Acer Aspire 1551 11.6" Notebook Review - HotHardware
Acer Aspire 1551 11.6" Notebook Review

Acer Aspire 1551 11.6" Notebook Review

As we have pointed out before, netbooks aren't what they used to be. These days, you're more likely to see a new netbook emerging with a near-$500 retail price than one with a near-$200 price point. We're partially blaming tablets. There are a number of sub-$300 tablets on the market and on the horizon (the $188 CherryPad comes to mind!), and that has allowed netbooks to up their position in the market place. Climbing up the ladder, so to speak. But this upward mobility has also allowed netbook makers to broaden their scope when it comes to internal configurations. With more latitude in pricing, you're seeing more interesting builds and configuration options. Acer's 1551-5448 is a great example of this...

Acer Aspire 1551 11.6" Notebook Review

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Acer has been using AMD Neo CPUs in their netbooks for a while now.  This one looks like an updated Acer Ferrari One netbook without the Ferrari trim.  A newer CPU and newer (and slower) GPU.  HDD range is the same, keyboard layout is the same, ram is the same, OS is the same.

Don't get me wrong, I'm not knocking this thing.  It comes in about $200 less, while it should perform faster in everything but games.  Well worth the money.

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Yes, it's a decent machine. I tested it out as well. It does need a stronger GPU but Zacate is coming for that.

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And seeing as Acer is such an AMD fan in their netbooks, I'm betting their one of the first out the gate with a Zacate netbook Dave.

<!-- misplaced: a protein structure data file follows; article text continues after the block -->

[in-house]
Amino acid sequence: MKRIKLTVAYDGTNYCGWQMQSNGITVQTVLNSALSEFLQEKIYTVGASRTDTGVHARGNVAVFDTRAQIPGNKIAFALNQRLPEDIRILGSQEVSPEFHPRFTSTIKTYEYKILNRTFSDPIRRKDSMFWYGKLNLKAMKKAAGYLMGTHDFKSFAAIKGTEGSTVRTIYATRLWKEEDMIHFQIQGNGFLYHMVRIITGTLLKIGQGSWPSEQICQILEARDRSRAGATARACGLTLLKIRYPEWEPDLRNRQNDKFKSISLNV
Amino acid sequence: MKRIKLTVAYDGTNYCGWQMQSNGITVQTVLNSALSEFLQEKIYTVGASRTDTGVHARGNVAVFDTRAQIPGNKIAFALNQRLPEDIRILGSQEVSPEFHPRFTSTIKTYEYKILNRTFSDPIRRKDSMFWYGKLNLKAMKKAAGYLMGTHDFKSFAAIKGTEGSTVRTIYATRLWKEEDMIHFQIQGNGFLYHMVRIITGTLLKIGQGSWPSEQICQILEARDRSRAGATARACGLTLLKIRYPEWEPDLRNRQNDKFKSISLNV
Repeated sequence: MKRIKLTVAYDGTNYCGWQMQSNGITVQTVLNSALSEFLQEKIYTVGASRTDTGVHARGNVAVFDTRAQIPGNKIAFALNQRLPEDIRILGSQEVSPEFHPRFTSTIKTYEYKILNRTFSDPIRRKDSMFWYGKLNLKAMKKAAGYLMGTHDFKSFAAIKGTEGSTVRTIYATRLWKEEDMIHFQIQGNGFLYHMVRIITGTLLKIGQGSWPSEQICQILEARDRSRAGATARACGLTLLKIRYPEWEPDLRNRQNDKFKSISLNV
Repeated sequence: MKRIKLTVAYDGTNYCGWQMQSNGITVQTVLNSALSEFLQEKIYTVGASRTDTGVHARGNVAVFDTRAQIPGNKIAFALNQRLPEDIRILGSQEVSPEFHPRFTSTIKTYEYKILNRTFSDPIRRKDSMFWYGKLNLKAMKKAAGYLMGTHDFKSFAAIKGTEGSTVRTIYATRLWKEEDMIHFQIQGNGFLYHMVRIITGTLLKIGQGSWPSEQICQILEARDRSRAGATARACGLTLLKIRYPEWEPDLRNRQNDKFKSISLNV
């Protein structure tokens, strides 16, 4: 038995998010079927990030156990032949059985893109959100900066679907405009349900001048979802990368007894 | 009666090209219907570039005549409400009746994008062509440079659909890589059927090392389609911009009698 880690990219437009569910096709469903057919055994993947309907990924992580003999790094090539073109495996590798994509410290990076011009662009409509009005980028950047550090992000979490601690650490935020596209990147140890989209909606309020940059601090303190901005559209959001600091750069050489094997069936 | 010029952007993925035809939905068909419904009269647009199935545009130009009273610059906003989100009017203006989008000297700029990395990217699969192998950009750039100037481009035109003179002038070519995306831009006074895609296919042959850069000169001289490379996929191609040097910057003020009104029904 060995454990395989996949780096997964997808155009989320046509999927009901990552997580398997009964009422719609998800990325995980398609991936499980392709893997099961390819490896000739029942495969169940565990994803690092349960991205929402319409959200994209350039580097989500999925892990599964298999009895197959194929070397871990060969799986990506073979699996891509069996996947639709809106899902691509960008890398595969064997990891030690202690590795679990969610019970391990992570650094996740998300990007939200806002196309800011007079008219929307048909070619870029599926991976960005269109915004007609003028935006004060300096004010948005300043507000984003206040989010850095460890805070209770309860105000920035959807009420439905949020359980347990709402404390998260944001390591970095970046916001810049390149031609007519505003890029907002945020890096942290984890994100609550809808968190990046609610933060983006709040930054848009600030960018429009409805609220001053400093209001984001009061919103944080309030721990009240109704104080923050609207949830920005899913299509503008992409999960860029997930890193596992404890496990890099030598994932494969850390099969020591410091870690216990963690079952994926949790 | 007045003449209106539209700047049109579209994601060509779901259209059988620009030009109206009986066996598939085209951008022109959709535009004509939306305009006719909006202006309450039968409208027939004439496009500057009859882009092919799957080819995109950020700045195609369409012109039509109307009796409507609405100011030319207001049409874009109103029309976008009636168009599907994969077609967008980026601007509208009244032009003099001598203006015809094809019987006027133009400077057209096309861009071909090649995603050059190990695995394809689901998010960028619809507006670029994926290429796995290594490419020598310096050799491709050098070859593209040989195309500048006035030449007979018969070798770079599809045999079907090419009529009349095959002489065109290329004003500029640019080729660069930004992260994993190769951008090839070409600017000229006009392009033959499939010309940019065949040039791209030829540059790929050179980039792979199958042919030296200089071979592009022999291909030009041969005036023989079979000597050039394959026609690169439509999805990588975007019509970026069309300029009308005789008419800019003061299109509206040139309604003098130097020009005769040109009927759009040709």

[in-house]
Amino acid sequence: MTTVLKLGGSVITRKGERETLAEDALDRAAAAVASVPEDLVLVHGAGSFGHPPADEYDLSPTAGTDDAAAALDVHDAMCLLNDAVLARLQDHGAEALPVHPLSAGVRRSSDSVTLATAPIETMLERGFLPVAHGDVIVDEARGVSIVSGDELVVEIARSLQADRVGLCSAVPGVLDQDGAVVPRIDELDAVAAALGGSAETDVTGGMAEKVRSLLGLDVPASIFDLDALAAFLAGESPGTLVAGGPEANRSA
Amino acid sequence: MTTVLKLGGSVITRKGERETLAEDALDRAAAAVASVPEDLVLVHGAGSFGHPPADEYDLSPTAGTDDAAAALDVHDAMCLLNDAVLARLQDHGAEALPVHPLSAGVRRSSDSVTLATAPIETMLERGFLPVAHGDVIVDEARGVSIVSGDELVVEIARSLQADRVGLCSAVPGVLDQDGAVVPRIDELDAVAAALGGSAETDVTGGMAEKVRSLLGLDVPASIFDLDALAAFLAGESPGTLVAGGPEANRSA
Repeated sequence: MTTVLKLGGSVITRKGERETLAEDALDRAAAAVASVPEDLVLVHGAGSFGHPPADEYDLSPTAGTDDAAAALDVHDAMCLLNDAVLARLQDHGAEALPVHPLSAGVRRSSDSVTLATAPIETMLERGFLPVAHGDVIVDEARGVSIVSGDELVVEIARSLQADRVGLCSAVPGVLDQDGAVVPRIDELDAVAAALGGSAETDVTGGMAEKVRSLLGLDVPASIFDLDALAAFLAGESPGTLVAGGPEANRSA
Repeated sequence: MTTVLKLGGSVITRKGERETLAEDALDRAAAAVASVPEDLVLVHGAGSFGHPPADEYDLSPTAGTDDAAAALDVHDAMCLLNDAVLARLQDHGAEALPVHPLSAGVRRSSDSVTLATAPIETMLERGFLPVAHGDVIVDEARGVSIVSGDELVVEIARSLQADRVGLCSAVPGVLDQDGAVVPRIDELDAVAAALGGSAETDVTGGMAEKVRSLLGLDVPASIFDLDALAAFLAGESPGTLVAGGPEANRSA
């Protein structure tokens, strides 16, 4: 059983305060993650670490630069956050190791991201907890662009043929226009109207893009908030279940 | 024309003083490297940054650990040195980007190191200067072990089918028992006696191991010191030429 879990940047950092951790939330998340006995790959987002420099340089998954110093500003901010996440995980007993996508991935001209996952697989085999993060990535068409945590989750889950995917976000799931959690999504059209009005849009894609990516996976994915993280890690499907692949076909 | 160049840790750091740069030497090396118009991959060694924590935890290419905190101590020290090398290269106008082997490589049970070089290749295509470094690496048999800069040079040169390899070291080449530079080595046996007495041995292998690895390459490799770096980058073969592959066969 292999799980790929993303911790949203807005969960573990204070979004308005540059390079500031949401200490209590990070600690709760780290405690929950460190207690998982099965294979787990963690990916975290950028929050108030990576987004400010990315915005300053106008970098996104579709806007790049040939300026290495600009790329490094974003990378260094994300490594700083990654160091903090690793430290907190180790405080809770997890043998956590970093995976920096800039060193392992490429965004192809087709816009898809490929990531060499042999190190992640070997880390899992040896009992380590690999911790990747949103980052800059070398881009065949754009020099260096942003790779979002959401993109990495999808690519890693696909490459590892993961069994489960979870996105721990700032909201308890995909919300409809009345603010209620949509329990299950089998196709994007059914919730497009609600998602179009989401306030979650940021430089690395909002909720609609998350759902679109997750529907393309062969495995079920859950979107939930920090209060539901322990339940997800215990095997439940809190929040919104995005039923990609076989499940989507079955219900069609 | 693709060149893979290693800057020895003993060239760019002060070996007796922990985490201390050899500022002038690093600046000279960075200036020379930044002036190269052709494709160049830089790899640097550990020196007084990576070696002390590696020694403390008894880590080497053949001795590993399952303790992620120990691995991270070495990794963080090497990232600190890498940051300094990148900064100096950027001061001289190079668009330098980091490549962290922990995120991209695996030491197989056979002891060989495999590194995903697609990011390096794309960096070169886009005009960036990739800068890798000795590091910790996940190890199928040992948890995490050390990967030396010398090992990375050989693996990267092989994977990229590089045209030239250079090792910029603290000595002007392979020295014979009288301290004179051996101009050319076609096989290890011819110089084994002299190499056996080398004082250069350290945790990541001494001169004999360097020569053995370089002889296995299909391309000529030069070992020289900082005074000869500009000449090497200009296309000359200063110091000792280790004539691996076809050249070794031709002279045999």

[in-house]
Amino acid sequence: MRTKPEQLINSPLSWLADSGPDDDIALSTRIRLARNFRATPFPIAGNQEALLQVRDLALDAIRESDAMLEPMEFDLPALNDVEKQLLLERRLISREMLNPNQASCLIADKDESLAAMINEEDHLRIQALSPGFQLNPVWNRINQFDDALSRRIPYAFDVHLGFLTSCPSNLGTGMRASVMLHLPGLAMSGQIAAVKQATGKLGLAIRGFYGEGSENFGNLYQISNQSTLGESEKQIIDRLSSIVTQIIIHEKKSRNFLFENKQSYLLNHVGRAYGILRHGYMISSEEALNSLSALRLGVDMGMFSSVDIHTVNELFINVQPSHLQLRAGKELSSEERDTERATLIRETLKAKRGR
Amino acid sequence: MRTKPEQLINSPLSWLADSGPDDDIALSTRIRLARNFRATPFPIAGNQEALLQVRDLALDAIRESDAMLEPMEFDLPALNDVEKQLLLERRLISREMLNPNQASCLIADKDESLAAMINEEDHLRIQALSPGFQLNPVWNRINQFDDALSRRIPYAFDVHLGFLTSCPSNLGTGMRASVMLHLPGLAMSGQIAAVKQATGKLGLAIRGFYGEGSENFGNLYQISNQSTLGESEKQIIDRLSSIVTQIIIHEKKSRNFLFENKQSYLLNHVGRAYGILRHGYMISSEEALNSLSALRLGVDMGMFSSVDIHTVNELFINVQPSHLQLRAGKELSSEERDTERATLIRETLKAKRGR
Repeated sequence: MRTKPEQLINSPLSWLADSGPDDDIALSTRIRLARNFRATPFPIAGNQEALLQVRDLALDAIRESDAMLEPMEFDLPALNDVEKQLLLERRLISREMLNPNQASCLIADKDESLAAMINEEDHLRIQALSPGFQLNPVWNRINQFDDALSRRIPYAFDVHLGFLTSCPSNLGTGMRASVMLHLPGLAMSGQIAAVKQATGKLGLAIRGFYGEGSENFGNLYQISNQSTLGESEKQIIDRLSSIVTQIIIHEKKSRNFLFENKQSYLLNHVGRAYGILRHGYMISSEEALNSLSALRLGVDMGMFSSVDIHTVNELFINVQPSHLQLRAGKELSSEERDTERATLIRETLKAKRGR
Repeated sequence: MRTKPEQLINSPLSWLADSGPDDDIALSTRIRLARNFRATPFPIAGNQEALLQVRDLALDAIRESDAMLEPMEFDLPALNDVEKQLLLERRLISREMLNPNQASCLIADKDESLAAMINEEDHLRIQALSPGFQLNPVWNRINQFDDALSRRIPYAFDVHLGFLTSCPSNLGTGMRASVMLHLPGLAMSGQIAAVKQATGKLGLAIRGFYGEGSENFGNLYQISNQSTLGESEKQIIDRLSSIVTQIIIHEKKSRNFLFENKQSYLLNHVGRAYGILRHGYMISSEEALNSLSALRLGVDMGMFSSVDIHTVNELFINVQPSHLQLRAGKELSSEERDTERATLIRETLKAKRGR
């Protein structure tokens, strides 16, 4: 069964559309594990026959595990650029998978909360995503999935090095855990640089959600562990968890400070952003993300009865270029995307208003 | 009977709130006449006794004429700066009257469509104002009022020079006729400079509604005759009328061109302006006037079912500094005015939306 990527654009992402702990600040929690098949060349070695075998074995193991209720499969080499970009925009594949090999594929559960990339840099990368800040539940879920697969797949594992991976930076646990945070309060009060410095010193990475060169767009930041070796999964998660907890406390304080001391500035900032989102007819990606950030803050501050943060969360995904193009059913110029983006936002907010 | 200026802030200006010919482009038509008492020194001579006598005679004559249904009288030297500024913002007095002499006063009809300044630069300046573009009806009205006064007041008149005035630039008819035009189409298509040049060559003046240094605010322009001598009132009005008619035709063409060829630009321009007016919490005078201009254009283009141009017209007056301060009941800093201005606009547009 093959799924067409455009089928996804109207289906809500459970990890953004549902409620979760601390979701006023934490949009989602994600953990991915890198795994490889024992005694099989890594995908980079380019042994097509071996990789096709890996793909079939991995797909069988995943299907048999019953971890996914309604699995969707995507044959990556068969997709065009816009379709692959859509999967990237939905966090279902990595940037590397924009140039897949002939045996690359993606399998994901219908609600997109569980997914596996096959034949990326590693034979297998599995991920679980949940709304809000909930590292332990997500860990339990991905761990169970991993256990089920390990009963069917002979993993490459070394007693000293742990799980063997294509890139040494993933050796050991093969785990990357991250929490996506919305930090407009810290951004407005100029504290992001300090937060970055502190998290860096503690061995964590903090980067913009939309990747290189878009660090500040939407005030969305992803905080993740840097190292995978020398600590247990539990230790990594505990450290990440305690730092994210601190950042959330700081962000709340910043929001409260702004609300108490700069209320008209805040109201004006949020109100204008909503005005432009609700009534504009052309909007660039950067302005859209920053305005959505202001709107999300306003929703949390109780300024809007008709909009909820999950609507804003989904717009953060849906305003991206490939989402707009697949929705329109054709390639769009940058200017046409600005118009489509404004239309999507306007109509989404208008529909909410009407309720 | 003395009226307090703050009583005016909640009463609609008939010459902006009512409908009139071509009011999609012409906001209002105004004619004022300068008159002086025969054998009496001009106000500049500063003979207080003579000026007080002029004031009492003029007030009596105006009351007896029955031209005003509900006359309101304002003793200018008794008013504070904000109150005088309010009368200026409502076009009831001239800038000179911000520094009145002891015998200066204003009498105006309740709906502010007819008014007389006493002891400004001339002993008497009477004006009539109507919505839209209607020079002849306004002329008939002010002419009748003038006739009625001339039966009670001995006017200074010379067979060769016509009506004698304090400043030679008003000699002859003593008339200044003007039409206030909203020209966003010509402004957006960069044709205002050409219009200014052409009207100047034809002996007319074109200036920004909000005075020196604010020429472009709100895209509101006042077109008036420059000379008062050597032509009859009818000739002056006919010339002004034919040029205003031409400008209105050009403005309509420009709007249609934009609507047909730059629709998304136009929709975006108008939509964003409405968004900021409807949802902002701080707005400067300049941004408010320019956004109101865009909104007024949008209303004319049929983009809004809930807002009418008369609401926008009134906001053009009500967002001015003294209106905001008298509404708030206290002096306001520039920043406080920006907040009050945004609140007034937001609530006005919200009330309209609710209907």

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Id' say you're probably right there, mh. :)

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The specs aren't bad, but why a HDD spinning at only 5400 rpm ?...

Henri

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Overall, it's a nice little PC.

As to the low battery life, it will only be a short time before you can buy double sized batteries on E-Bay for it. I got one for my HP laptop that was 1/3 the price of a regular one from HP and had twice the number of cells in it. The factory original battery had died, and not long after I recycled it, HP came out with a 'free battery replacement' program for my laptop. The 'double-stuff' battery works really well though.

BTW: The  3D-mark performance chart says 'lower scores are better', but maybe should read that higher scores are better.

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That's pretty standard for thin and light, lower cost machines these days, Infinity. I don't see how a 7200RPM drive would take cost up that much but I suppose, when you talk about notebook drives, where on the fly head parking is required to mitigate shock and vibe damage (and areal density is much lower), the cost model definitely scales up much quicker than desktop drives.

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Errr Dave, I think you mixed me and  mh up.

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Like the review... puts my X340 to shame in performance and battery life, but that's what happens over the course of a year. Also, these low end, <=$500 notebooks are perfect for students to use in class! (I can vouch for that)

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